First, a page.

The Adjustment Bureau (2010)
Philip K. Dick gets his umpteenth novel/short story adapted to the big screen, this time with extremely limp results.
Matt Damon plays a state representative running for US Senator. He's young, full of ideas and *gasp* folks are saying he has a shot at the presidency. But his career - nay, his whole life - will be derailed if he stays with the beautiful dancer he meets in the unlikeliest of places. As that dancer is played by the luminous Emily Blunt, you can see why a man would want her in his life.
However there are some shadowy figures, who dress like H&R Block agents from the early 1960s, who want to throw a monkey wrench into Damon's plans. Who are these suits and what is their deal? Well, actually we find out about them 20 minutes into the movie, which is a huge misstep on the filmmakers parts. Dick's stories are famous for their paranoia, and what better way to show that paranoia than have a political candidate constantly followed by mysterious men in black (and various shades of grey) who only he can see and who can literally disappear when they step through a doorway just a few paces ahead of you.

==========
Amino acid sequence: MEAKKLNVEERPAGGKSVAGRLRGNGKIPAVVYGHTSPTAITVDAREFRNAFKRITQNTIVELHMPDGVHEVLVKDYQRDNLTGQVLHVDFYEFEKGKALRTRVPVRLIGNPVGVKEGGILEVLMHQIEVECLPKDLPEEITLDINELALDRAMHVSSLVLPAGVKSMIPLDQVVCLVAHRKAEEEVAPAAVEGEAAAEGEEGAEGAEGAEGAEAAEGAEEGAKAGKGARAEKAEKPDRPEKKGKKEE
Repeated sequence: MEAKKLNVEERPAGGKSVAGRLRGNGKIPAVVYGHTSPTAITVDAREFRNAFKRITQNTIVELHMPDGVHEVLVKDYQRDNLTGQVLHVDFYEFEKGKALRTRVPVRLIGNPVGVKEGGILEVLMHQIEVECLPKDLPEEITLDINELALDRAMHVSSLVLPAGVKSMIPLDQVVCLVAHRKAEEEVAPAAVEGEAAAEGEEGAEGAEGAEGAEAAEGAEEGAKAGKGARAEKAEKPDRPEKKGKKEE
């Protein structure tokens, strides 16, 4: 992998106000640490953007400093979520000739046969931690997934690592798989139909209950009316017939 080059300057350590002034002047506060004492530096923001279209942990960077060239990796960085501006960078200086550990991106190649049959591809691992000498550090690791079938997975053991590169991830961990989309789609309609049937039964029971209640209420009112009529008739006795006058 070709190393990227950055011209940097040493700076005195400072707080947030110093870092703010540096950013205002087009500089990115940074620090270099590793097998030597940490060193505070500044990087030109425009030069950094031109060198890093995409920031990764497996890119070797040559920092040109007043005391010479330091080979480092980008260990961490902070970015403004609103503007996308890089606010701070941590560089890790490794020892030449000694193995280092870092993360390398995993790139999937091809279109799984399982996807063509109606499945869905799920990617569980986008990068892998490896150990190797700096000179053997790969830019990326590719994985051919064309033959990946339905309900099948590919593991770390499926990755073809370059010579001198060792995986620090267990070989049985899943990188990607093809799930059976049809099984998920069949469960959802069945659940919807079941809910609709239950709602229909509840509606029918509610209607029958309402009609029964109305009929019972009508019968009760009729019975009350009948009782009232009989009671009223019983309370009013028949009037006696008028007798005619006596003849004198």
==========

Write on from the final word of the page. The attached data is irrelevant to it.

The Adjustment Bureau drops the paranoia altogether and merely gives Damon a problem to solve. It was pointed out to me that this story would have been better served if done in a light comedy style, a la Men in Black, and I have to agree. The early scenes with Damon and Blunt are played like a romantic comedy (and they work fine that way), so veering into MIB territory would not have been such a hard thing. Played totally straight though, the story falls apart - this might have made for a decent Twilight Zone episode - but after the explanation of who/what the Adjustment Bureau is, we're left with a big shrug.
This movie should have been adjusted off our big screens and simply never made.